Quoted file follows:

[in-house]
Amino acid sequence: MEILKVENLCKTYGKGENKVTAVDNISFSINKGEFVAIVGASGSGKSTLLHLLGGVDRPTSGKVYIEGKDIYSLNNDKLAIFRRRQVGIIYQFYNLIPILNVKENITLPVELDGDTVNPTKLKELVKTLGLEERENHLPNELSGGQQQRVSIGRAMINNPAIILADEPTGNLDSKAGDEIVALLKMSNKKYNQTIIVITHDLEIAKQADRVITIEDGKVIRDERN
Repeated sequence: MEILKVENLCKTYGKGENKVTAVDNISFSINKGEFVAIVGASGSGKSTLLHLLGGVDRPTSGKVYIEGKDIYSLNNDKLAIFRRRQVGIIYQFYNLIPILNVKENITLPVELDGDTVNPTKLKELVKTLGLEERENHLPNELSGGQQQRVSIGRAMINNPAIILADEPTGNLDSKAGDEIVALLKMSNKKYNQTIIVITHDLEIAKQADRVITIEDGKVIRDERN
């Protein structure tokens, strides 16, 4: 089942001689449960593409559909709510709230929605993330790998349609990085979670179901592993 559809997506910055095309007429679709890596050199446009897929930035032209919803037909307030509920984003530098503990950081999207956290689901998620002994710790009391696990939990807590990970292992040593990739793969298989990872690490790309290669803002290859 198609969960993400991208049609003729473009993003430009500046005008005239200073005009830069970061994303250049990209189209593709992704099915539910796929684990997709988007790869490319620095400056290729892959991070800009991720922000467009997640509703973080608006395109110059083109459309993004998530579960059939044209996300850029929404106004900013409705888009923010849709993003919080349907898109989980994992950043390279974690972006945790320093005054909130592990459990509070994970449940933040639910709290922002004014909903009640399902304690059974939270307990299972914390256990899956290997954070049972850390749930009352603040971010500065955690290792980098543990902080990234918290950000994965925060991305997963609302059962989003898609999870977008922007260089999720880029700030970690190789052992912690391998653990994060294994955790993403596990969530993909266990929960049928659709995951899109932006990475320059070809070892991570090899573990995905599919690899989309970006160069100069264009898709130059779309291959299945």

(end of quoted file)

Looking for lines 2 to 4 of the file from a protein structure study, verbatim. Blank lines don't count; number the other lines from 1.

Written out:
Amino acid sequence: MEILKVENLCKTYGKGENKVTAVDNISFSINKGEFVAIVGASGSGKSTLLHLLGGVDRPTSGKVYIEGKDIYSLNNDKLAIFRRRQVGIIYQFYNLIPILNVKENITLPVELDGDTVNPTKLKELVKTLGLEERENHLPNELSGGQQQRVSIGRAMINNPAIILADEPTGNLDSKAGDEIVALLKMSNKKYNQTIIVITHDLEIAKQADRVITIEDGKVIRDERN
Repeated sequence: MEILKVENLCKTYGKGENKVTAVDNISFSINKGEFVAIVGASGSGKSTLLHLLGGVDRPTSGKVYIEGKDIYSLNNDKLAIFRRRQVGIIYQFYNLIPILNVKENITLPVELDGDTVNPTKLKELVKTLGLEERENHLPNELSGGQQQRVSIGRAMINNPAIILADEPTGNLDSKAGDEIVALLKMSNKKYNQTIIVITHDLEIAKQADRVITIEDGKVIRDERN
């Protein structure tokens, strides 16, 4: 089942001689449960593409559909709510709230929605993330790998349609990085979670179901592993 559809997506910055095309007429679709890596050199446009897929930035032209919803037909307030509920984003530098503990950081999207956290689901998620002994710790009391696990939990807590990970292992040593990739793969298989990872690490790309290669803002290859 198609969960993400991208049609003729473009993003430009500046005008005239200073005009830069970061994303250049990209189209593709992704099915539910796929684990997709988007790869490319620095400056290729892959991070800009991720922000467009997640509703973080608006395109110059083109459309993004998530579960059939044209996300850029929404106004900013409705888009923010849709993003919080349907898109989980994992950043390279974690972006945790320093005054909130592990459990509070994970449940933040639910709290922002004014909903009640399902304690059974939270307990299972914390256990899956290997954070049972850390749930009352603040971010500065955690290792980098543990902080990234918290950000994965925060991305997963609302059962989003898609999870977008922007260089999720880029700030970690190789052992912690391998653990994060294994955790993403596990969530993909266990929960049928659709995951899109932006990475320059070809070892991570090899573990995905599919690899989309970006160069100069264009898709130059779309291959299945």